I won the competition this year with my daughter Davina, at (for me) the 21st attempt.

I just use the very ordinary twanging method to charm worms. You need a bit of luck with a good plot to work in as well, because the distribution of the worms seems to be entirely random.

I saw some very sceptical stuff from worm charming unbelievers. The competition is real, and the world record of 511 is in the Guinness Book of Records. A few years ago the winner got 487, so you can see that such a high total is not a complete fluke.

I am 57, half Dutch (hence the surname) and I live in Willaston with my wife Susan and currently also my eldest daughter who returned home last year to study to become a primary school teacher. Davina is my youngest daughter, aged 23 (yes I know she only looks about 16 in the photo) and lives in Leeds. I have another daughter who lives in Italy.

I took early retirement last year from a long career in various parts of Britain's railways; latterly working for Richards Branson's Virgin Trains company. I write rail timetables and deal with a lot of the rolling stock planning for them (the two are inextricably linked). At the moment I am back with Virgin ... As you can see, worm charming is a top qualification which probably helped me to get the job.

All that sounds a bit dry and boring, but I have got a sense of humour, essential in that kind of work. But all the same, I can look at a timetable and appreciate its structure in the same way that an engineer will love the way a machine has been designed and built.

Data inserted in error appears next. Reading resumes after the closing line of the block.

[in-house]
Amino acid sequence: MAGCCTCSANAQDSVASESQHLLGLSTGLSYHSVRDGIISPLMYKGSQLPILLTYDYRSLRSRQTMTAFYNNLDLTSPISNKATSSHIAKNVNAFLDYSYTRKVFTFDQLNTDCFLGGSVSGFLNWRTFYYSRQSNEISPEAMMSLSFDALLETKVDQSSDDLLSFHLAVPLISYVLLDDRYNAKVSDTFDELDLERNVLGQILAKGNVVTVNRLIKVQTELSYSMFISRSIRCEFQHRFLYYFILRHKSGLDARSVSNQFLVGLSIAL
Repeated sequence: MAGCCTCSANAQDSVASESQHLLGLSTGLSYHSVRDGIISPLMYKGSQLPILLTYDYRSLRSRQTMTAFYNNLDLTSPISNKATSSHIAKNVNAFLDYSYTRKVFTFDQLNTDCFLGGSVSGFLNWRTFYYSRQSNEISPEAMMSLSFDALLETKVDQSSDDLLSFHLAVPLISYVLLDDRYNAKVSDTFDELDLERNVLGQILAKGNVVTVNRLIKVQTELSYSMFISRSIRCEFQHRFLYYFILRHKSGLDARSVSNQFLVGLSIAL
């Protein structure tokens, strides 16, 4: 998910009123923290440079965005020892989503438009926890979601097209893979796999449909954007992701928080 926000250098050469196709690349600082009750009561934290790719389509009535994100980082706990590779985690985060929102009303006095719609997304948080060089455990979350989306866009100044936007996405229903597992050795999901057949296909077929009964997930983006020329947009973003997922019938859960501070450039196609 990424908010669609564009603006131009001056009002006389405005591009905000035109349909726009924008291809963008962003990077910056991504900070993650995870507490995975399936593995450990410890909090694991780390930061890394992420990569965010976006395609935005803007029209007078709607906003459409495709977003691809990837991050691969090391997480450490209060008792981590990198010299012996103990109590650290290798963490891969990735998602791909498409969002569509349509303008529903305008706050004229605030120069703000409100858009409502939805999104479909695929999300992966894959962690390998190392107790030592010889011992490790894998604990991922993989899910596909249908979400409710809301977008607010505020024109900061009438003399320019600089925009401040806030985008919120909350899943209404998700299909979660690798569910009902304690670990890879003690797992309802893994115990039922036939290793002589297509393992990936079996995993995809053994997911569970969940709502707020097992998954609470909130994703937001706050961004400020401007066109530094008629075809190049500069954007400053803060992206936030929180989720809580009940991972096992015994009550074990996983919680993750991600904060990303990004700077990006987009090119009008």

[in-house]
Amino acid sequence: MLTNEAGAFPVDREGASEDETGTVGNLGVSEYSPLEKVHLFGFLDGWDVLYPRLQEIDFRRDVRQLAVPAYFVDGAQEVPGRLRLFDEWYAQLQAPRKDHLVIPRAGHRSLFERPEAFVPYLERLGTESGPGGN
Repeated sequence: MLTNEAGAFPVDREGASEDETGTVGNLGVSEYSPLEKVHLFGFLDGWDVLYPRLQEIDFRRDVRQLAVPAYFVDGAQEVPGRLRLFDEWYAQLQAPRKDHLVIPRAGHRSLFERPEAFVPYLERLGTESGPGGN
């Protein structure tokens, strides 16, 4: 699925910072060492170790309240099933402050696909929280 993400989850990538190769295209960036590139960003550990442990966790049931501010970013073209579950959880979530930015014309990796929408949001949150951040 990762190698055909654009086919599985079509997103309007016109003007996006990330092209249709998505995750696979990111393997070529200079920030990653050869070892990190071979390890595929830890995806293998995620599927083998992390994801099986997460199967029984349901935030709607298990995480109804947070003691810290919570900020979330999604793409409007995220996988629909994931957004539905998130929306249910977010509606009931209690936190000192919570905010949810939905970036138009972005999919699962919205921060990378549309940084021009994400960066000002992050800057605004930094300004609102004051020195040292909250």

Some Australian friends sent me photos they took of me and Davina in action and with the "Golden Worm" trophy afterwards. I think they were totally bemused that people in England spend their time doing such crazy things when they could have been in the pub.


We wondered how Tom Shufflebotham and the other contestants had managed to charm those English worms. We found the technique described by a British poet and environmentalist, Dr. Gordon J.L. Ramel, who obviously has a deep affection for worms. He wrote:

One of the strangest ways that humans relate to Annelids is in the hobby of 'Worm Charming'. This involves enticing earthworms from their holes (catching them), originally it was a means of acquiring worms for bait, but now-a-days it is a sport.

The world record as far as I know is held by Tom Shufflebotham who charmed 511 worms from their underground hideouts from an area of 3 square metres in only 30 minutes during the 1980 Annual Worm Charming Championships held in Cheshire UK.

The rules specify that the worms must be brought to the surface without using refreshment, stimulation, drugs or digging. Tom used a method called twanging which involves sticking a 4-pronged pitchfork into the ground and twanging it.

Annelids range in size from the Giant Earthworms, of which Michrochaetus rappi (Michrochaetus michrochaetus) is the largest, this magnificent animal has an average length of 1.36 m (54 ins) and a record breaking specimen has been recorded that measured 6.7 metres (22 ft) in length, it was 2cm (0.8 ins) in diameter. Larger worms have been reported but not scientifically proven. The smallest Annelid known to science is Chaetogaster annandalai which is full grown at 0.5 mm (0.02 ins)

Gordon J.L. Ramel, who lives in North Tawton, Devon (UK) is a well-published poet who also holds a Master's Degree in Ecology from the University of Exeter. A dedicated environmentalist, he has written marvellous parodies of Wordsworth's Daffodils and Blake's The Tiger.

* This story forms part of a longer article posted by OhmyNewsInternational,  the citizen reporters' newszine in Seoul, South Korea. A story about worm gruntin' in the US will be posted in the September edition of this e-book.


Story first posted August 2006

Copyright 2006

Eric Shackle